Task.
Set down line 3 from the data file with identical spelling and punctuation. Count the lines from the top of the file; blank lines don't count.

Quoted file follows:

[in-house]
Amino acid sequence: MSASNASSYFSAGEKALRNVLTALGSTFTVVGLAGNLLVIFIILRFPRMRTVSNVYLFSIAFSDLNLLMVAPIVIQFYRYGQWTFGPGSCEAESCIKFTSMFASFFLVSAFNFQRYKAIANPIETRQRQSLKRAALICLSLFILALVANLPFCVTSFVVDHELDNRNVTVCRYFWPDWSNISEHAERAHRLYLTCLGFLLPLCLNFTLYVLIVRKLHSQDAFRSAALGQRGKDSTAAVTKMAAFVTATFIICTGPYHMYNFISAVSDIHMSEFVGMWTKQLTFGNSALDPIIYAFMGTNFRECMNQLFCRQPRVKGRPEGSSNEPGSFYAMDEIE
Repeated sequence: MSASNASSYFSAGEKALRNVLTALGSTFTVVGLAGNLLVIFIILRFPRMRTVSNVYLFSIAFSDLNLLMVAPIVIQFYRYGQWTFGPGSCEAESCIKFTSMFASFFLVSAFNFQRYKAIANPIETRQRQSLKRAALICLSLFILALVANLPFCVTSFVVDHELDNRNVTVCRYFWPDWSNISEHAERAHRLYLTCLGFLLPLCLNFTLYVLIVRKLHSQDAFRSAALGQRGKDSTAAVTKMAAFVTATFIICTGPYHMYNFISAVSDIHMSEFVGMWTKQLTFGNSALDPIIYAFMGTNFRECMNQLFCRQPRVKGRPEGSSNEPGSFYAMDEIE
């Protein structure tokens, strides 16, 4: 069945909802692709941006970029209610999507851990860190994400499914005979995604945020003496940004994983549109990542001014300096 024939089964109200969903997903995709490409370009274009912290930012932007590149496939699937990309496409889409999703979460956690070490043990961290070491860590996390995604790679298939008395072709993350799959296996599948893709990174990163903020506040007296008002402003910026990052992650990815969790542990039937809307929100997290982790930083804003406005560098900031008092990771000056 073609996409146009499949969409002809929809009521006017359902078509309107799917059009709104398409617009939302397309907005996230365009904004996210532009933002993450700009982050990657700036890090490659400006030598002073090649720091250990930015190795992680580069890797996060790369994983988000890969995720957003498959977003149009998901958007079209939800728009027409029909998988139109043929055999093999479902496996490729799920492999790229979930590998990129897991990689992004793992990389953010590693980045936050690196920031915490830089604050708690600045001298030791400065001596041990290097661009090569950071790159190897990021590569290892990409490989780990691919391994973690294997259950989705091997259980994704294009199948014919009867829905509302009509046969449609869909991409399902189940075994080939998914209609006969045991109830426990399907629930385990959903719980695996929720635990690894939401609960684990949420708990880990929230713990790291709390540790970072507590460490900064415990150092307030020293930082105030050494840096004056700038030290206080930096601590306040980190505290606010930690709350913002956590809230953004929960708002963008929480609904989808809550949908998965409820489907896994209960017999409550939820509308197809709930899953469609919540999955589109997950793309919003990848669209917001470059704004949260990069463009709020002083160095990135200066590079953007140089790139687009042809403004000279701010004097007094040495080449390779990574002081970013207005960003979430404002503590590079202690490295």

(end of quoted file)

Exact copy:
Repeated sequence: MSASNASSYFSAGEKALRNVLTALGSTFTVVGLAGNLLVIFIILRFPRMRTVSNVYLFSIAFSDLNLLMVAPIVIQFYRYGQWTFGPGSCEAESCIKFTSMFASFFLVSAFNFQRYKAIANPIETRQRQSLKRAALICLSLFILALVANLPFCVTSFVVDHELDNRNVTVCRYFWPDWSNISEHAERAHRLYLTCLGFLLPLCLNFTLYVLIVRKLHSQDAFRSAALGQRGKDSTAAVTKMAAFVTATFIICTGPYHMYNFISAVSDIHMSEFVGMWTKQLTFGNSALDPIIYAFMGTNFRECMNQLFCRQPRVKGRPEGSSNEPGSFYAMDEIE